Reviews | Written by Iain McNally 07/03/2019

CAPTAIN MARVEL

Captain Marvel (the movie) has a lot of missions to accomplish.

It has to introduce Brie Larson's Captain Marvel (the character); build her up to the promise hinted at in Avengers: Infinity War (she must be pretty big deal if Nick Fury never felt the need to call her before); pay respect to the history of the comic versions of both Captain Marvel and Carol Danvers; explain where she's been for the last TWENTY FOUR YEARS (the movie takes place mostly in 1995) AND avoid derailing the hype train for April's Avengers: End Game.

Does it achieve these goals? Mostly.

Somewhat surprisingly, Captain Marvel throws you straight into the story with no reference to the stakes, or plot, of Infinity War, or even hints when events are taking place. Larson is Vers, a member of a Kree strike team, that includes Yon-Rogg (Jude Law), Minn-Erva (Gemma Chan), and Korath (Djimon Hounsou), last seen in the first Guardians of the Galaxy. Unlike her squad mates, Vers is blessed with energy-based powers but cursed with amnesia, unable to remember anything before the Kree found her.

After an extraction mission goes awry, Vers finds herself on planet C-53 (Earth!) along with a squad of shapeshifting Skrulls, the sworn enemies of the Kree. She sets out to hunt down the Skrulls, find a mysterious Earth woman who appeared in memories jogged loose by a Skrull interrogation device and explore her past and a strange connection she feels to the planet.

As a standalone film and introduction, Captain Marvel does exactly what it sets out to do. Apart from the soundtrack, it manages to avoid wallowing too much in ‘90s nostalgia and slowly builds up Larson's character (and power levels) but not quite to the stature of Carol in the comics. As a standard issue movie amnesiac it's a little hard to engage with her but thankfully, Samuel L. Jackson's Nick Fury, agent of S.H.I.E.L.D., having undergone a Marvel FX facelift, more than helps carry the movie as it becomes a buddy road movie for a time. The history of Mar-Vell and the Kree-Skrull war are given some interesting updates while remaining faithful to the originals and Mendelsohn injects a tonne of menace and humour into head Skrull, Talos.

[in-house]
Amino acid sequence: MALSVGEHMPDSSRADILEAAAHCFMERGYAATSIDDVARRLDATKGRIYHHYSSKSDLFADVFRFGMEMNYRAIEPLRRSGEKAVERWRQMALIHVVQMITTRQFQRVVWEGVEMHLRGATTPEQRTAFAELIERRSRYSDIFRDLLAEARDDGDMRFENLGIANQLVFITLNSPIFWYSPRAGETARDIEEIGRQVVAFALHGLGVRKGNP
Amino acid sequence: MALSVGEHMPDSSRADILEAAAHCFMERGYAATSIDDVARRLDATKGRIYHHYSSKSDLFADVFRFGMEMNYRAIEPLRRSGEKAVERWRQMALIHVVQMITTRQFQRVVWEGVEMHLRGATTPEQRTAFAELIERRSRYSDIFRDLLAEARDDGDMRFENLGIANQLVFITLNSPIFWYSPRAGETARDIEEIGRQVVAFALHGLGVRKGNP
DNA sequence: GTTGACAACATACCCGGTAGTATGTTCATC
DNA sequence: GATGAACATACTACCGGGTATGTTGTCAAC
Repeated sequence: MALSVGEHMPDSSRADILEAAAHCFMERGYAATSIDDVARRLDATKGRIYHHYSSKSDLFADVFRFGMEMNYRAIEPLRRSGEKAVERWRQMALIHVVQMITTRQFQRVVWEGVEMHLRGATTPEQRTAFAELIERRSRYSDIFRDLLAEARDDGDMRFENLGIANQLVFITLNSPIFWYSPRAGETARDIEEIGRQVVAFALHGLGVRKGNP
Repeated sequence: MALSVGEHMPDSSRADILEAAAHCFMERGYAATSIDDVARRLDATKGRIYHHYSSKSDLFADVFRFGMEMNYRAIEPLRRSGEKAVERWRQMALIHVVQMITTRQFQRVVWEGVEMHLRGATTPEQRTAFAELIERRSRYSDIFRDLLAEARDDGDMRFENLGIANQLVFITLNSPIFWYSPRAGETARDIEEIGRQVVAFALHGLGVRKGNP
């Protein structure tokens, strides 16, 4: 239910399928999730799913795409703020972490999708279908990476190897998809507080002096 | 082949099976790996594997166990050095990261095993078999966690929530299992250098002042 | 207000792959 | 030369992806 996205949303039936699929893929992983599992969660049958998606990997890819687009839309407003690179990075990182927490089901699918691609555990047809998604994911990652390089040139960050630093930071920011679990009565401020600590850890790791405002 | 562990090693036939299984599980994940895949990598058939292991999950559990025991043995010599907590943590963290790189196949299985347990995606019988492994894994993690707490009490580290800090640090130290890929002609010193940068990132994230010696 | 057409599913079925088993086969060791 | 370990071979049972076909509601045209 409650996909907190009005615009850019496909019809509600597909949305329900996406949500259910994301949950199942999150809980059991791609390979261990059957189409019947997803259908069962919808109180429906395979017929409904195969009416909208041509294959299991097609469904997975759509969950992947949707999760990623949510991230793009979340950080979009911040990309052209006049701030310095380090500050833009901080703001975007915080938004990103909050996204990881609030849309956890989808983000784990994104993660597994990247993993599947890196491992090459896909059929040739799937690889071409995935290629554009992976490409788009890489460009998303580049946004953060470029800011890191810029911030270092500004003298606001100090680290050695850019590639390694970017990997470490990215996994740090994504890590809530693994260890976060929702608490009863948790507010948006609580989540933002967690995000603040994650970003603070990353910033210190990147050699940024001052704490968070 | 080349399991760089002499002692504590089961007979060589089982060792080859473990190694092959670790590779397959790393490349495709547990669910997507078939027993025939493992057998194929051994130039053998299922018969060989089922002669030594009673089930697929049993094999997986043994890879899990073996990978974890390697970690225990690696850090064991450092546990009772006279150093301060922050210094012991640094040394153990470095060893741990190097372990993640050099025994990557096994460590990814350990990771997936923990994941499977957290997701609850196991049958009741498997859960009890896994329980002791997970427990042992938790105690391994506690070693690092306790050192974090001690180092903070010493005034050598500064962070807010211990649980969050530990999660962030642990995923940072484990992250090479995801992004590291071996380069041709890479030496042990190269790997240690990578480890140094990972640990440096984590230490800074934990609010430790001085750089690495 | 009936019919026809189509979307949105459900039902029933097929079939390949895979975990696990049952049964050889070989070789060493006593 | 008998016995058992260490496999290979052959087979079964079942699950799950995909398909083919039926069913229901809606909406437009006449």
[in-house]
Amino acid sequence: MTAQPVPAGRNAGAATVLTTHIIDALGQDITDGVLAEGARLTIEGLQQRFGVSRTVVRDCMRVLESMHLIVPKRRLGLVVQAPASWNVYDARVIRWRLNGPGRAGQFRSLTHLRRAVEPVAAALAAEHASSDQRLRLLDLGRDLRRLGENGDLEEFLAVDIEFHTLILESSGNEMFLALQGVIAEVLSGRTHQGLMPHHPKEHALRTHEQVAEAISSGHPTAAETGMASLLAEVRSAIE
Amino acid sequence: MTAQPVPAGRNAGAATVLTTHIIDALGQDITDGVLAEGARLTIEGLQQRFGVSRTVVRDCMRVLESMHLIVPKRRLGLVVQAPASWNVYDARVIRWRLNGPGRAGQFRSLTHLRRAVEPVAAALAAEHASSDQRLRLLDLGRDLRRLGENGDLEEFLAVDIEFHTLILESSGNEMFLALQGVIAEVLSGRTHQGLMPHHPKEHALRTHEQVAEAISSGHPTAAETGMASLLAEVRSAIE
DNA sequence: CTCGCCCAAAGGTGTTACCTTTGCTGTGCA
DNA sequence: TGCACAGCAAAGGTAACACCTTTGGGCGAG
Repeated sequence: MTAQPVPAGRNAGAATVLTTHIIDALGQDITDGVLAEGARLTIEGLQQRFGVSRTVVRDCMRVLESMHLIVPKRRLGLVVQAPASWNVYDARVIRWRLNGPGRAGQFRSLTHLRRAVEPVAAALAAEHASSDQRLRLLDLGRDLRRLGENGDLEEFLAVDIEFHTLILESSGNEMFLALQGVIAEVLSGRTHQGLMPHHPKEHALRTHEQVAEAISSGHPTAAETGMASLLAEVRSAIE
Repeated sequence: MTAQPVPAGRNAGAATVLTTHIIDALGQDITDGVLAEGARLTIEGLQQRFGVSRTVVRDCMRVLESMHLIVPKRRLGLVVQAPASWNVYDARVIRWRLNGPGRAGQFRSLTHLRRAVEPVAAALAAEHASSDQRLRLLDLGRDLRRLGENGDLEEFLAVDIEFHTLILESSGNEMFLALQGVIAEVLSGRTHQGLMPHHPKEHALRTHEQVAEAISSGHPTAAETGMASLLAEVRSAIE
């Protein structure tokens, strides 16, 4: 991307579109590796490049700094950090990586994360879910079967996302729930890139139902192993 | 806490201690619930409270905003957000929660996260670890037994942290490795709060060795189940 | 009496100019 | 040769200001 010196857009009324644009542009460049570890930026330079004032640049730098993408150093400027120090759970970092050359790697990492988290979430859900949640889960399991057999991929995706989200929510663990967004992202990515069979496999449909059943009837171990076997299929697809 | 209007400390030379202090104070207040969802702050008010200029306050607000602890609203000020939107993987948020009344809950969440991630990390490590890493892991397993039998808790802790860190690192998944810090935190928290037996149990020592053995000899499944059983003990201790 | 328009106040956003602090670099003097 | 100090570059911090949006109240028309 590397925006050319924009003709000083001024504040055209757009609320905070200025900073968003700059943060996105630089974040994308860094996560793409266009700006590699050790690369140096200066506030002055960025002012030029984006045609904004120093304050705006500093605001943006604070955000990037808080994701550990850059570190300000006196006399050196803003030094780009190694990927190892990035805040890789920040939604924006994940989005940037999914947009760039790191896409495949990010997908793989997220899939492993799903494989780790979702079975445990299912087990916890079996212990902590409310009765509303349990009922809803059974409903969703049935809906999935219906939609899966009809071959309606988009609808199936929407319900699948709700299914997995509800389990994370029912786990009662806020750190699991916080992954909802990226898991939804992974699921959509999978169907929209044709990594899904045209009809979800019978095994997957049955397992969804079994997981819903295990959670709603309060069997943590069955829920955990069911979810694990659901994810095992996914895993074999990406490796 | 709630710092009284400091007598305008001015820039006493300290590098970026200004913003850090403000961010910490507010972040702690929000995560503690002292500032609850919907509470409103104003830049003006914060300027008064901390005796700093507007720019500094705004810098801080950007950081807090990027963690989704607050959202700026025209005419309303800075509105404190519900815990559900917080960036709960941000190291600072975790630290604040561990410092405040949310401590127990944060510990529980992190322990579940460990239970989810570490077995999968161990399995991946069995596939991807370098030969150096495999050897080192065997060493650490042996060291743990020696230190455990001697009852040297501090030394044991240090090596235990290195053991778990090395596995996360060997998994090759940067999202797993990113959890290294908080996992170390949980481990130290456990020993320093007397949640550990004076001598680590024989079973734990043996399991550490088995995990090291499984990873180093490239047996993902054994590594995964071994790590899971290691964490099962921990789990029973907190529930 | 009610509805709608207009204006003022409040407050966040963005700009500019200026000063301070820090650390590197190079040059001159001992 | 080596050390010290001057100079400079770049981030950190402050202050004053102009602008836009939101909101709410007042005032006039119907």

The only problem is that Marvel might have set too high a bar for themselves with the previous 20 entries in the MCU. While the action turns into a CGI slugfest by the climax, the earlier, more grounded action sequences can't hold a candle to The Winter Soldier. When it's funny, it's not as funny as Thor: Ragnarok. It's not quite as emotional as GOTG and the score can't muster a theme quite as stirring as Silvestri's for The Avengers or Jackman's for Winter Soldier.

The inclusion of Korath and Ronan also feels somewhat needless, unless Marvel plans to feature them again in future Captain Marvel movies revealing what she has been up to since 1995 - which wouldn't be a bad idea. Captain Marvel is a great introduction is a great introduction to the character and a post-credits sting sets up Avengers: Endgame nicely. By no means bad, Captain Marvel is still an enjoyable space-slash-superhero adventure, but Carol Danvers might have been better served by being introduced a little earlier in the release order.

CAPTAIN MARVEL / CERT:12A / DIRECTOR: ANNA BODEN, RYAN FLECK / SCREENPLAY: ANNA BODEN, RYAN FLECK, GENEVA ROBERTSON-DWORET / STARRING: BRIE LARSON,  SAMUEL L. JACKSON, BEN MENDELSOHN, JUDE LAW, ANNETTE BENING, LASHANA LYNCH, CLARK GREGG / RELEASE DATE: MARCH 8TH

Expected Rating: 9 out of 10